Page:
As Trump blasts Syria chemical attack, official hints at military response

"I wouldn't take anything off the table," White House Homeland Security and Counterterrorism Adviser Thomas Bossert said in an interview on ABC's This Week.

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April 8, 2018 16:26

Deadly gas attack reported on Syrian rebel enclave, Damascus denies, April 8, 2018 (Reuters)

Deadly gas attack reported on Syrian rebel enclave, Damascus denies, April 8, 2018 (Reuters)

 
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WASHINGTON — United States President Donald Trump lashed out at Russian President Vladimir Putin by name on Sunday over a reported chemical attack against civilians in a rebel-held town in Syria, likely carried out by regime forces.

Moscow immediately struck back, warning the Trump administration that “the gravest of consequences” would follow any retributive US military action.

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The attack in Douma reportedly killed dozens and wounded hundreds more, according to independent Syria monitors, who have collected accounts and imagery from afar due to a lack of access to the site.

“Many dead, including women and children, in mindless CHEMICAL attack in Syria,” Trump wrote on Twitter. “Area of atrocity is in lockdown and encircled by Syrian Army, making it completely inaccessible to outside world. President Putin, Russia and Iran are responsible for backing Animal Assad.”

“Big price to pay,” Trump continued, nicknaming the embattled Syrian dictator and lashing out at his own predecessor, Barack Obama, for failing to act in Syria sooner.



He criticized Obama's handling of the situation in a follow-up tweet, saying had he handled the situation differently, "Animal Assad would have been  history."

In the early stages of the Syrian Civil War, Obama said any chemical weapons used in the fight would be a "red line" concerning the entire region, including Israel.

"We have been very clear to the Assad regime, but also to other players on the ground, that a red line for us is we start seeing a whole bunch of chemical weapons moving around or being utilized," he said in remarks to the White House press corps in 2012.  "That would change my calculus. That would change my equation."

But Russian media reported foreign ministry officials responding sternly: “Military intervention under false and fabricated pretexts in Syria, where Russian servicemen stay at the request of the legitimate government, is absolutely unacceptable and may trigger the gravest consequences,” the foreign ministry said.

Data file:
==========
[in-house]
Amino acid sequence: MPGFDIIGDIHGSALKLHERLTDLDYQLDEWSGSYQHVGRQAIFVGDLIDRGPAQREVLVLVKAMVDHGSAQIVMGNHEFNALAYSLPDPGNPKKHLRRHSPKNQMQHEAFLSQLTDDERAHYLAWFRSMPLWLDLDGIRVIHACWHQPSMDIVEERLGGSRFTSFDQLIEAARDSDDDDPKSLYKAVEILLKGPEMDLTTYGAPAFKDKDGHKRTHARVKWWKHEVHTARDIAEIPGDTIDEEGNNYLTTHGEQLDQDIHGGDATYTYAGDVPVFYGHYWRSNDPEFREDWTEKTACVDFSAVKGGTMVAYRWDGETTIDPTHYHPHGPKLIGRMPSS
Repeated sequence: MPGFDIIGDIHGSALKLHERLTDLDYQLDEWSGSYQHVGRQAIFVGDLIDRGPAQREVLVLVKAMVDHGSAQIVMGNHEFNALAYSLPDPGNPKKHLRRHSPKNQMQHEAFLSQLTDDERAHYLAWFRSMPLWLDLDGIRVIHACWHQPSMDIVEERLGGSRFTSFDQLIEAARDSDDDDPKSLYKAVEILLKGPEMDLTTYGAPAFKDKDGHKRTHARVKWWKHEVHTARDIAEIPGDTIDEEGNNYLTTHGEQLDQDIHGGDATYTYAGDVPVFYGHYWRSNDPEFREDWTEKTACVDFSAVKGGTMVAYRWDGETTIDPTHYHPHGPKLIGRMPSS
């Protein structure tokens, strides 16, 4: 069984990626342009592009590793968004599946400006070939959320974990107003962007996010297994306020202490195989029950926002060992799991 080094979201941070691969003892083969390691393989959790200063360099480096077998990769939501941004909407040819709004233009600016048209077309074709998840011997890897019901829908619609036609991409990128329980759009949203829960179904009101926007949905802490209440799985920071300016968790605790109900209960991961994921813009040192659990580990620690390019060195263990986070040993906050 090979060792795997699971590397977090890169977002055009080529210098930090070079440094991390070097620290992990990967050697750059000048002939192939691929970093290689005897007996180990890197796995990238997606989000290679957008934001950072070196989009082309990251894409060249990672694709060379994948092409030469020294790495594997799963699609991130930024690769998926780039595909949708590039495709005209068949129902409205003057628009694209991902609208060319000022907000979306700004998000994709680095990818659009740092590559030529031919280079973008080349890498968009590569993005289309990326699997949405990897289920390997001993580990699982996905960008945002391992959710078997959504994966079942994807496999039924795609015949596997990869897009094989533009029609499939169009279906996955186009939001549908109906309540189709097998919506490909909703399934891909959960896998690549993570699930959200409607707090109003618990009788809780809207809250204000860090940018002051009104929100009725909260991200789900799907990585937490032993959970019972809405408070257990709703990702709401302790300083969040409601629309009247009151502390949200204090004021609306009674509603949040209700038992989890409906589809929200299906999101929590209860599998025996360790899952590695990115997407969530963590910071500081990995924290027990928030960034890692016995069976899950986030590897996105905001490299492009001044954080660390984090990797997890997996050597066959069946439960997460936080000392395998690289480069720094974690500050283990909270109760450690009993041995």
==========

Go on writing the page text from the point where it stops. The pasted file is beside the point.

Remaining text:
Iranian media reported the country's ministry of foreign affairs condemned the use of chemical weapons but called the claims Assad's regime are behind the attack are "illogical and conspiratorial" and an "excuse for military action against Syria," Abas Aslani of Tasnim News Agency reported on Twitter.


Only days ago, Trump was talking not of holding Assad and his supporters accountable, but instead of pulling US forces out of Syria altogether— a move roundly opposed by his national security council and Mideast allies.

Trump remains committed to a pullout, his homeland security adviser, Tom Bossert, said in a Sunday morning show interview.

“The president’s got a point that’s been very clear,” Bossert said. “The pendulum has swung in the wrong direction for too long, and the United States of America has been taken advantage of in their responsibility to provide security for the entire world. It is time to move that pendulum back.”

But Bossert said that Trump still believes in the US’ responsibility to uphold international norms around the world, including those against the use of chemical arms. Asked if the president was considering a military response to the Douma event, he said, “I wouldn’t take anything off the table. These are horrible photos.”

The State Department “demanded” on Saturday night an “immediate response” from the international community upon confirmation that the Douma attack utilized chemical weapons.

Damascus and Moscow have denied that gas was used.

“We continue to closely follow disturbing reports regarding alleged chemical weapons attack targeting a hospital in Douma, #Syria,” wrote State Department spokeswoman Heather Nauert. “The Assad regime and its backers must be held accountable and any further attacks prevented immediately.”



US Vice President Mike Pence echoed Trump's message on Twitter and said the US is monitoring the situation.


Other permanent members of the UN Security Council also began weighing in on the attack, with UK foreign minister Boris Johnson stating those responsible had lost all moral integrity.

“Despite Russia’s promise in 2013 to ensure Syria would abandon all of its chemical weapons, international investigators mandated by the UN Security Council have found the Asad regime responsible for using poison gas in at least four separate attacks since 2014,” Johnson said in a statement. “These latest reports must urgently be investigated and the international community must respond. Investigators from the Organisation for the Prohibition of Chemical Weapons looking into reports of chemical weapons use in Syria have our full support. Russia must not yet again try to obstruct these investigations.”

The Douma strike comes on the heels of the first anniversary of another, large-scale chemical strike by Assad against civilians in Khan Shaykyun. That event— seen as an early test of a new US administration— prompted Trump’s first and only attack on Assad regime assets, and specifically targeted the air force facility that hosted the responsible strike force.

Reuters contributed to this report

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